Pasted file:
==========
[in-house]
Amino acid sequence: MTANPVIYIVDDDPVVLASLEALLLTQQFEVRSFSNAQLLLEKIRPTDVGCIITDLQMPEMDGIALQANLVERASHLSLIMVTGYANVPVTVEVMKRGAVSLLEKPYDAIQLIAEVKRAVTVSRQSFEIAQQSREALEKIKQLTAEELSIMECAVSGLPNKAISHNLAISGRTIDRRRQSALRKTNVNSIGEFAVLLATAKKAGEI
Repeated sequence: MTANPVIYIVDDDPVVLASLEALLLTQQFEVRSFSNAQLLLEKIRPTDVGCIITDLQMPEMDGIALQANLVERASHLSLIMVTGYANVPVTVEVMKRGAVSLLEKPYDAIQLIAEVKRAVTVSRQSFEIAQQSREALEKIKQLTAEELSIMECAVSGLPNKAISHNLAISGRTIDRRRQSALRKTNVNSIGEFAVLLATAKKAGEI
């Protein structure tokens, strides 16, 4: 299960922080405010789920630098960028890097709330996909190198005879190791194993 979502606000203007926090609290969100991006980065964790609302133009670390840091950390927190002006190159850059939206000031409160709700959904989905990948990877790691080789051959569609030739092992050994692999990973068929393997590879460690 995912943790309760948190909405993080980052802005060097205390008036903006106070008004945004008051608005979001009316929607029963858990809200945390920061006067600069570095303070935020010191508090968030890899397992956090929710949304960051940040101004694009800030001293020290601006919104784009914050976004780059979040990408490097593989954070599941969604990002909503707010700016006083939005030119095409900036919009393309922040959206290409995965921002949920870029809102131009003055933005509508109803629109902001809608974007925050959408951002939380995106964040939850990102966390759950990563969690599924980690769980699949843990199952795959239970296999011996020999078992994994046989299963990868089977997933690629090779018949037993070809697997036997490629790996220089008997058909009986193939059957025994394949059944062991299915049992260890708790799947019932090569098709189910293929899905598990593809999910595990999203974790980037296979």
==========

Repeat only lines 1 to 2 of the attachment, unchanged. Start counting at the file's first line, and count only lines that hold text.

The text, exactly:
[in-house]
Amino acid sequence: MTANPVIYIVDDDPVVLASLEALLLTQQFEVRSFSNAQLLLEKIRPTDVGCIITDLQMPEMDGIALQANLVERASHLSLIMVTGYANVPVTVEVMKRGAVSLLEKPYDAIQLIAEVKRAVTVSRQSFEIAQQSREALEKIKQLTAEELSIMECAVSGLPNKAISHNLAISGRTIDRRRQSALRKTNVNSIGEFAVLLATAKKAGEI